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Proliferative Vitreoretinopathy

Proliferative Vitreoretinopathy - What it is

Proliferative vitreoretinopathy (PVR) occurs when a scar forms on or under the retina after retinal detachment, preventing the retina from healing and falling back into place.

Proliferative Vitreoretinopathy - Symptoms

Proliferative Vitreoretinopathy - How to prevent?

There are no proven preventive measures.

Proliferative Vitreoretinopathy - Causes and Risk Factors

What causes PVR?
One of the common causes of PVR is failed repair of retinal detachment.

When there is a hole in the retina, cells that normally reside under the retina enter the eyeball and settle on the inner layer of the eye on top of the retina. These cells multiply and form a scar on the surface (and sometimes under) the retina.

This scar tissue then contracts and detaches the retina away from the innermost walls of the eye, resulting in a second retinal detachment.

What are the risk factors for PVR?
Risk factors include large retina tears or retinal detachment that is not treated early. Bleeding within the eye, increased inflammation from trauma and previous retinal detachment operations also increase the risk.

Many of the factors that increase the risk of PVR are similar to that of retinal detachment, such as high degree myopia (short-sightedness), family history and post-surgery for cataracts. Retinal detachments can also be caused by other eye diseases such as tumours, severe inflammation or complications from diabetes.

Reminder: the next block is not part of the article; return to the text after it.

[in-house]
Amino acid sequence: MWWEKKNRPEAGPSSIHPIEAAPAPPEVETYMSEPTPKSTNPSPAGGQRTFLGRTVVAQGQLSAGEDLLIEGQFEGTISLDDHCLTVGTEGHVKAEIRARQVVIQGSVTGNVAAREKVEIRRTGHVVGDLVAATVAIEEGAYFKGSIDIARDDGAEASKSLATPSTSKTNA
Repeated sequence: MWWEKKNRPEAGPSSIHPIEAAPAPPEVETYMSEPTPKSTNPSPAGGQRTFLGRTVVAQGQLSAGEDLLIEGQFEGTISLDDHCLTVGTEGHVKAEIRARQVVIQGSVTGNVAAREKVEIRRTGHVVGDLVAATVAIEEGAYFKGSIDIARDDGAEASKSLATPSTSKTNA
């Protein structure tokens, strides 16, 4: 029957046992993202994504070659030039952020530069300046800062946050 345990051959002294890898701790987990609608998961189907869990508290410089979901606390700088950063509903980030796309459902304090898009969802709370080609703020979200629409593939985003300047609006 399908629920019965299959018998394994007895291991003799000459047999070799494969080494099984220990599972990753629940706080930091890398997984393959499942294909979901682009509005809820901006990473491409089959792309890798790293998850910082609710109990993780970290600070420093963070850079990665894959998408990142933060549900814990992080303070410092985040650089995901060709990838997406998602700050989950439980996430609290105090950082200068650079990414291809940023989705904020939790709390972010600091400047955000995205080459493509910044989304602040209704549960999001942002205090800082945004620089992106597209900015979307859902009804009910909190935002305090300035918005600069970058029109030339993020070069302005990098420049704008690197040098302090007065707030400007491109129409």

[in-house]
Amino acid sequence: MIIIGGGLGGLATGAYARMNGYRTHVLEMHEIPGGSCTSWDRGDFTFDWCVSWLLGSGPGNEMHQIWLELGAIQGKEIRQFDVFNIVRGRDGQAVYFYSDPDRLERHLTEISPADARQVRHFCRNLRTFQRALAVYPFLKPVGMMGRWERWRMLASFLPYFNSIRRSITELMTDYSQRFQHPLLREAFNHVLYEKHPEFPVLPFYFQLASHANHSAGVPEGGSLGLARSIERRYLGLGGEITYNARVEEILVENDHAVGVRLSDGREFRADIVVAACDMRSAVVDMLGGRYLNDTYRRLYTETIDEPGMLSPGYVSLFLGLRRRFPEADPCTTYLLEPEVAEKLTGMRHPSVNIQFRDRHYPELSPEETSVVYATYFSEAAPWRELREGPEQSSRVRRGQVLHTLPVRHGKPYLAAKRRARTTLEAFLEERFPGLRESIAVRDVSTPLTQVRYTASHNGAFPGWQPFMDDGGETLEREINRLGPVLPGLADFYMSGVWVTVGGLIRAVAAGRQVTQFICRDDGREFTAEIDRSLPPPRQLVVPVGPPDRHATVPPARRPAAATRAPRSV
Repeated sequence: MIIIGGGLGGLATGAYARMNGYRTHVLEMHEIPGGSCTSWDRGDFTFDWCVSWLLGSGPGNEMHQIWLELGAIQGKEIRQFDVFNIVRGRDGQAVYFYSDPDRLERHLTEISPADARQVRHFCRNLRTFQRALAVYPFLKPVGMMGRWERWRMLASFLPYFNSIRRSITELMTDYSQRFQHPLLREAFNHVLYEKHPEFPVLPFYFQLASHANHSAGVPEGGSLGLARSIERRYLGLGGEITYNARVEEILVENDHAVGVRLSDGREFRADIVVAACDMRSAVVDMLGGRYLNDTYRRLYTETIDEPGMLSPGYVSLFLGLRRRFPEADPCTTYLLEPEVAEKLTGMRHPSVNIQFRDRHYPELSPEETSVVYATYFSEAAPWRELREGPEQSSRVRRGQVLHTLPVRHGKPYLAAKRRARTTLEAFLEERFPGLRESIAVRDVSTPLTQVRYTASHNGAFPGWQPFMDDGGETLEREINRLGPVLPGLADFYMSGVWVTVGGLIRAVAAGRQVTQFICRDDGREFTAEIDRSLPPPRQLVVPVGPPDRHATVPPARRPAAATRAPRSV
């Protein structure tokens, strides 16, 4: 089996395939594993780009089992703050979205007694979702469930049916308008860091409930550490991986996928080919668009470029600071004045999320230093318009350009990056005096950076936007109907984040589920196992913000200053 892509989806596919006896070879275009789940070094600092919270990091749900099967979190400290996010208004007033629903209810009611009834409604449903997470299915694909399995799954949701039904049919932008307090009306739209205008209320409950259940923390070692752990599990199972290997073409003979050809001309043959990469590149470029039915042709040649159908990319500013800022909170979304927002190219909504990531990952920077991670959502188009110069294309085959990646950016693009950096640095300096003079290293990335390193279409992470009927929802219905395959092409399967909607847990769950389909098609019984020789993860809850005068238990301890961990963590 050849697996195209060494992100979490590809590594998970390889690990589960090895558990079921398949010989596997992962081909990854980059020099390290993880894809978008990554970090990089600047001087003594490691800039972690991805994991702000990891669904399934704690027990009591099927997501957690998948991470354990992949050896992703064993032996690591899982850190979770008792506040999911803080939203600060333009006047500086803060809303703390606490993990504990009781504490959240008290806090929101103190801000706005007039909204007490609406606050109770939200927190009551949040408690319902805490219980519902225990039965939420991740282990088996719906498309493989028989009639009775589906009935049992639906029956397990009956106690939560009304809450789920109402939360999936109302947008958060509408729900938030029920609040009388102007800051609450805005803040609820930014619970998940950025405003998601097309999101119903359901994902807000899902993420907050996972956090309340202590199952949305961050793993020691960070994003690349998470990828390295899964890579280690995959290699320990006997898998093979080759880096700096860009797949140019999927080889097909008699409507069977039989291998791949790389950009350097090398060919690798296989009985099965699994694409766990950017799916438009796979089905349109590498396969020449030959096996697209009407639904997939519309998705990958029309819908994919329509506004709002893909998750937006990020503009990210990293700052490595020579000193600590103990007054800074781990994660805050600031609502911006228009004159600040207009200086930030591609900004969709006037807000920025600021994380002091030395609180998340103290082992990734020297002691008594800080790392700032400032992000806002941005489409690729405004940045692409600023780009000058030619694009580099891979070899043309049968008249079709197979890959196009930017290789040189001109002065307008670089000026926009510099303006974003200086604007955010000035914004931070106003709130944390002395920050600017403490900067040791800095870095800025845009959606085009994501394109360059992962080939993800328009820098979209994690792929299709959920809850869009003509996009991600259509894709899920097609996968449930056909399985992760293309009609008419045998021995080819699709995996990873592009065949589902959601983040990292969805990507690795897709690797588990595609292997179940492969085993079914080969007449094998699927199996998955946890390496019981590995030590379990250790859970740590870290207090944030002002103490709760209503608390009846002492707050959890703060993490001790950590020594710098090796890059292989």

Early detection and treatment of retinal detachment can prevent PVR from occurring, so regular eye examination play an important preventative role.

Proliferative Vitreoretinopathy - Diagnosis

Diagnosis is made through clinical examination.

Proliferative Vitreoretinopathy - Treatments

Vitrectomy is one form of treatment. It is a form of keyhole surgery that uses small probes to enter inside the eye and remove the vitreous.

Another treatment is scleral buckling – an operation using a silicone bane outside the eyeball.

If vitrectomy is performed, gas or silicone oil may be used to replace the jelly inside the eye. Post-surgery, the patient will need to lie in a face-down position for one to two weeks.

Eyes with serious PVR may not be treated with surgery if the vision is unlikely to improve after surgery. The success of improving the vision varies from person to person and ranges from 60% to 80%.

Proliferative Vitreoretinopathy - Preparing for surgery

Proliferative Vitreoretinopathy - Post-surgery care

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